The scale is constructed like this: Root, 2nd, 3rd, 4th, 5th, b6, 6th, 7th.
From a root note of C this would give you the following: C D E F G Ab A B
The Bebop major scale adds an extra note to the above giving us this series of notes:
C D E F G Ab A B (C)
As the bebop scale now gives us an eight-note (rather than a seven-note) scale, we have to re-think our harmonisation approach a little.
The regular major scale gives us the following 7th chords when harmonised:
Cmaj7 – Dm7 – Em7 – Fmaj7 – G7 – Am7 – Bm7b5 – (Cmaj7)
The bebop major scale works differently than the above when we harmonise it however, and let’s first examine why this is the case.
If we construct four note chords (building them in thirds) the bebop scale actually gives us alternating major 6th and diminished chords as seen here:
You’ll see that instead of the rising progression of different diatonic 7th chords we saw with the regular major scale, the bebop major scale now just gives us four inversions of a tonic major 6th chord each one separated by a diminished 7th chord. The diminished chords themselves are really all the same chord too, as each one is just an inversion of the previous one:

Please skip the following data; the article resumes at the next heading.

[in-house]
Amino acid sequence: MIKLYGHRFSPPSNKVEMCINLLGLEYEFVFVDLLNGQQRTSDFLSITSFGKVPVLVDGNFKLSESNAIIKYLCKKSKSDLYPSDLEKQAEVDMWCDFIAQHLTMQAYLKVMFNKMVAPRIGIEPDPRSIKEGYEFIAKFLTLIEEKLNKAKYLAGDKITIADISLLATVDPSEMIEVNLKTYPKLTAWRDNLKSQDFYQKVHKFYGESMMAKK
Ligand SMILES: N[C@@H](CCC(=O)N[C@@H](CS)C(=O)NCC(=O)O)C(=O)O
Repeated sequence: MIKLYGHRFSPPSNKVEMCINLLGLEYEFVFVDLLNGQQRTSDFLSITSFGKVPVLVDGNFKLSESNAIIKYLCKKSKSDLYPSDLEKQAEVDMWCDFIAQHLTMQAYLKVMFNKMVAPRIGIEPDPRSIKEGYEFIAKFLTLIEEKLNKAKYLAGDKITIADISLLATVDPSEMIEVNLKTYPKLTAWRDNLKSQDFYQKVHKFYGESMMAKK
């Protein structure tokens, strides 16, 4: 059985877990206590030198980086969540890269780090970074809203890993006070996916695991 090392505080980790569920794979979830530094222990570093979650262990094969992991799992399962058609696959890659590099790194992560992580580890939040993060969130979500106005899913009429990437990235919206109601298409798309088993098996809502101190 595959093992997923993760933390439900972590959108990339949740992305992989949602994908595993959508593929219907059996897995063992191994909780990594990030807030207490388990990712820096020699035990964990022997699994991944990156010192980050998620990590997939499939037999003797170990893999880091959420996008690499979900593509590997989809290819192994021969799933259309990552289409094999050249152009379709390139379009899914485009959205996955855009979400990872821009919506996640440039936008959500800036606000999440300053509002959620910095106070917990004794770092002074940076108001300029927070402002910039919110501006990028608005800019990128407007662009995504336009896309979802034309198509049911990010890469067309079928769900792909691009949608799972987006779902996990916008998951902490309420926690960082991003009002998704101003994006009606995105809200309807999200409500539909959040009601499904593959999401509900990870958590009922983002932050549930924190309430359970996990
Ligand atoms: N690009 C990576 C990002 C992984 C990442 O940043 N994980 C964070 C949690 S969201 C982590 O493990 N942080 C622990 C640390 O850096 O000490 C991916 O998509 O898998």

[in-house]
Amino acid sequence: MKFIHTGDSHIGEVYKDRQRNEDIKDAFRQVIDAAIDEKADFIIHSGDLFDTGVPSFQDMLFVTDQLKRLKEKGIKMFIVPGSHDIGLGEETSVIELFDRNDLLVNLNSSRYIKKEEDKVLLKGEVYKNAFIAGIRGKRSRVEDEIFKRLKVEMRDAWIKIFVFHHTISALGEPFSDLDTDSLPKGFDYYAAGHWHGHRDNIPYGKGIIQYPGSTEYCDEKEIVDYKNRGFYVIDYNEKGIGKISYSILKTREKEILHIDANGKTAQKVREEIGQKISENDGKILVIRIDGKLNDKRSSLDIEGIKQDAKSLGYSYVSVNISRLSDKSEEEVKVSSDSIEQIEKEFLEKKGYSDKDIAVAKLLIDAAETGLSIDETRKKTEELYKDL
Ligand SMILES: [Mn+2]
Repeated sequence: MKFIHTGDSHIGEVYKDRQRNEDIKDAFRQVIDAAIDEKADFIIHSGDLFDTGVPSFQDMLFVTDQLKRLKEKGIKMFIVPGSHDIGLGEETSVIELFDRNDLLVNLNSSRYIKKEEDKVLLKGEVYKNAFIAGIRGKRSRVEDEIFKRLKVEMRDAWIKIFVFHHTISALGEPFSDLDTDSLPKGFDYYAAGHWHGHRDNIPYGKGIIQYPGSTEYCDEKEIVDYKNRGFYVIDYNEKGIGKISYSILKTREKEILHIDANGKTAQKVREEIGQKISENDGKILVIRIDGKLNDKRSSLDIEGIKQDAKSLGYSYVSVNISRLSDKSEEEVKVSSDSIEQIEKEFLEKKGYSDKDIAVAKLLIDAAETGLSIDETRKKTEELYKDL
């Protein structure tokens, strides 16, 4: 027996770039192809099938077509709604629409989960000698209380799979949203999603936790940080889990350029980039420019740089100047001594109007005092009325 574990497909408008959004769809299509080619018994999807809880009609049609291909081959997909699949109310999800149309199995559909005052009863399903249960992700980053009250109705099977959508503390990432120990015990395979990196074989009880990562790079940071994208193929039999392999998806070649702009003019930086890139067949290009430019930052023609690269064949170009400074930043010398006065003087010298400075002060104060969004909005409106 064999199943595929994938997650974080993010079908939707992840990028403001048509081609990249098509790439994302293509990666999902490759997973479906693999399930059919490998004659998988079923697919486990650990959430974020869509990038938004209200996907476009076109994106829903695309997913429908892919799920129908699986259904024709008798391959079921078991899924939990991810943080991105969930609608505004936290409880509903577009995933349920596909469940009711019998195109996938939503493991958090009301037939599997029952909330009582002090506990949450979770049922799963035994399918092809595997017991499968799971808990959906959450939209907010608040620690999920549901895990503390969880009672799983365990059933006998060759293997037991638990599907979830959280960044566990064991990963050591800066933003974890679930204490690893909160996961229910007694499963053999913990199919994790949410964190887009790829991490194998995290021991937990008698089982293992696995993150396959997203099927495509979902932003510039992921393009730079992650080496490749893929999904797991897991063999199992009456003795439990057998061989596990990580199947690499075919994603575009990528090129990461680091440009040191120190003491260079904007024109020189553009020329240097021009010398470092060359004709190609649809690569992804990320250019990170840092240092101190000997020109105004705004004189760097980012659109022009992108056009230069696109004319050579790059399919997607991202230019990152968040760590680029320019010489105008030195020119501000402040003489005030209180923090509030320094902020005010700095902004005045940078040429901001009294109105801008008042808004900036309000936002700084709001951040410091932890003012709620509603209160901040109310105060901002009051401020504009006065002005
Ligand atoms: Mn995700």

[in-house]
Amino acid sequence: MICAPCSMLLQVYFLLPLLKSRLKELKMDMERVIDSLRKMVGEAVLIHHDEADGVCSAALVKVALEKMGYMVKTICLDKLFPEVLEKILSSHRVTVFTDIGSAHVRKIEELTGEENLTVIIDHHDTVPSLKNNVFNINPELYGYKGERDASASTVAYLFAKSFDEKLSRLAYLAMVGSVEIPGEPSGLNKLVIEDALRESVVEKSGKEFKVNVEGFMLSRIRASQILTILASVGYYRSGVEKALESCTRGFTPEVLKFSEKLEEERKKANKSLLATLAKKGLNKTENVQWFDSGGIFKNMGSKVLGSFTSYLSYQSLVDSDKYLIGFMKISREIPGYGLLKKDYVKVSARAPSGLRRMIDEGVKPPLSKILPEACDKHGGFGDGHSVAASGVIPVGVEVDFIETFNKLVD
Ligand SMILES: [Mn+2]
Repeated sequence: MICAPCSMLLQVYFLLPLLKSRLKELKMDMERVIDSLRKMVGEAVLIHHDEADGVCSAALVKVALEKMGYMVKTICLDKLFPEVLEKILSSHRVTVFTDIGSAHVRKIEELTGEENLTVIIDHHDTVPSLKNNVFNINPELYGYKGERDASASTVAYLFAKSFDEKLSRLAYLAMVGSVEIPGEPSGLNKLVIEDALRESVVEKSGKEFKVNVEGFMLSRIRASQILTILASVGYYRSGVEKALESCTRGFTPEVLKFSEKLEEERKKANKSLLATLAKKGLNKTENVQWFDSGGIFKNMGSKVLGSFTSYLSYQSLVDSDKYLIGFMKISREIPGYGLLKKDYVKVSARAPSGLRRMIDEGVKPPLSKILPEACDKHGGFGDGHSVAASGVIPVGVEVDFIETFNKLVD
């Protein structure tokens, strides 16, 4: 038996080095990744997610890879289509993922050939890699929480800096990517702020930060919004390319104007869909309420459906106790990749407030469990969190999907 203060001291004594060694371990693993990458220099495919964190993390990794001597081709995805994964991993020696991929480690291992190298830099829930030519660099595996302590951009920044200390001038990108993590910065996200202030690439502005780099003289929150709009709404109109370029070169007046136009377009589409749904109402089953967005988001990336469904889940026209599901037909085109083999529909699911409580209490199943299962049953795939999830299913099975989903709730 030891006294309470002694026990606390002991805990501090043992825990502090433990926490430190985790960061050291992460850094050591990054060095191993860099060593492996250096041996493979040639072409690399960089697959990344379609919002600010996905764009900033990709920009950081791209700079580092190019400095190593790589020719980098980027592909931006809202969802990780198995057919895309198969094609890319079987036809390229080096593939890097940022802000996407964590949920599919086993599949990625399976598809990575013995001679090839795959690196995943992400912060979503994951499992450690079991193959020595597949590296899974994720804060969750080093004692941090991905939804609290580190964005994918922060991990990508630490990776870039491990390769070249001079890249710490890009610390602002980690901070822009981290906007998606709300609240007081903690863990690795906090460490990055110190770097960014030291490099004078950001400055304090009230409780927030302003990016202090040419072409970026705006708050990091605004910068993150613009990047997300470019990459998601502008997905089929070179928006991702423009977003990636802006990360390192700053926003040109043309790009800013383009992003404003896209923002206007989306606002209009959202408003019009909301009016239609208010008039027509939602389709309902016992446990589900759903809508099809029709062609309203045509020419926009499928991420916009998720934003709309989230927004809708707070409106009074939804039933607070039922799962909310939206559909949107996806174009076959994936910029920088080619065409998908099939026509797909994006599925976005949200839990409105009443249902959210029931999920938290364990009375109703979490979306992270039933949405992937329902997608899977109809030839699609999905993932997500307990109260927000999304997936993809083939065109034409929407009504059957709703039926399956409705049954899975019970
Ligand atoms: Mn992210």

Ddim7 = D F Ab B
Fdim7 = F Ab B D
Abdim7 = Ab B D F
Bdim7 = B D F Ab
What this finally produces is therefore a series of alternating Major 6th and Diminished 7th chords.
The above musical example uses close-position voicings which are very difficult to play on guitar if not impossible, however if we re-voice the chords as Drop 2 voicings, then the whole harmonisation becomes much easier to play.
Here are Drop 2 voicings arranged for three strings sets (each of four adjacent strings)
Take each string set above and practice the various voicings along the fingerboard. You’ll find that all the diminished voicings are exactly the same chord shape (per string set)
You may also note that the major 6th voicings are ones that seem familiar if you’ve worked on Drop 2 chords before. They are exactly the same as Am7 Drop 2 voicings. The reason for this is that Amin7 and Cmajor6 are in fact the same chord (just two different names)
When you play the above chords, especially on the top four and middle four strings you’ll likely hear passages that sound very like players such as Wes Montgomery and Joe Pass. They used chord movement like this a lot in their playing.
In the next lesson, we’ll examine how to convert all the above to minor keys.